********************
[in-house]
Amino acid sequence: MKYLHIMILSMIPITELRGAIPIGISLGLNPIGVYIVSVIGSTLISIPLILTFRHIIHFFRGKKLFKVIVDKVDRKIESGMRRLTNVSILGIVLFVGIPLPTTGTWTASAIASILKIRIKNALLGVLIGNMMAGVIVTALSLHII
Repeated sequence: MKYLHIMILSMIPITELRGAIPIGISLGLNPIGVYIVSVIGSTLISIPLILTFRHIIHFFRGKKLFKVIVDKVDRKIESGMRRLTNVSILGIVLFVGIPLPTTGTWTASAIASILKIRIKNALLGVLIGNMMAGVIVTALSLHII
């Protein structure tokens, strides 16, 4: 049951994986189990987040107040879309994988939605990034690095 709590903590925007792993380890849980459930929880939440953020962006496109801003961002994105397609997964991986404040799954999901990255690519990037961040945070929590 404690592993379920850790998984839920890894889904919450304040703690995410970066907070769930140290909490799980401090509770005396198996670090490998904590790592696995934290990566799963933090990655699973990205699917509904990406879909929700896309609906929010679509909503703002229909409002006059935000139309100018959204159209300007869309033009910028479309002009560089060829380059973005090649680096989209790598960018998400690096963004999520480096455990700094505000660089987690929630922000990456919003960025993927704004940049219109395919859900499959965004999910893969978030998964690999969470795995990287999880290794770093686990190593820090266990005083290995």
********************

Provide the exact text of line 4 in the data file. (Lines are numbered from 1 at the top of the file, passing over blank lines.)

């Protein structure tokens, strides 16, 4: 049951994986189990987040107040879309994988939605990034690095 709590903590925007792993380890849980459930929880939440953020962006496109801003961002994105397609997964991986404040799954999901990255690519990037961040945070929590 404690592993379920850790998984839920890894889904919450304040703690995410970066907070769930140290909490799980401090509770005396198996670090490998904590790592696995934290990566799963933090990655699973990205699917509904990406879909929700896309609906929010679509909503703002229909409002006059935000139309100018959204159209300007869309033009910028479309002009560089060829380059973005090649680096989209790598960018998400690096963004999520480096455990700094505000660089987690929630922000990456919003960025993927704004940049219109395919859900499959965004999910893969978030998964690999969470795995990287999880290794770093686990190593820090266990005083290995």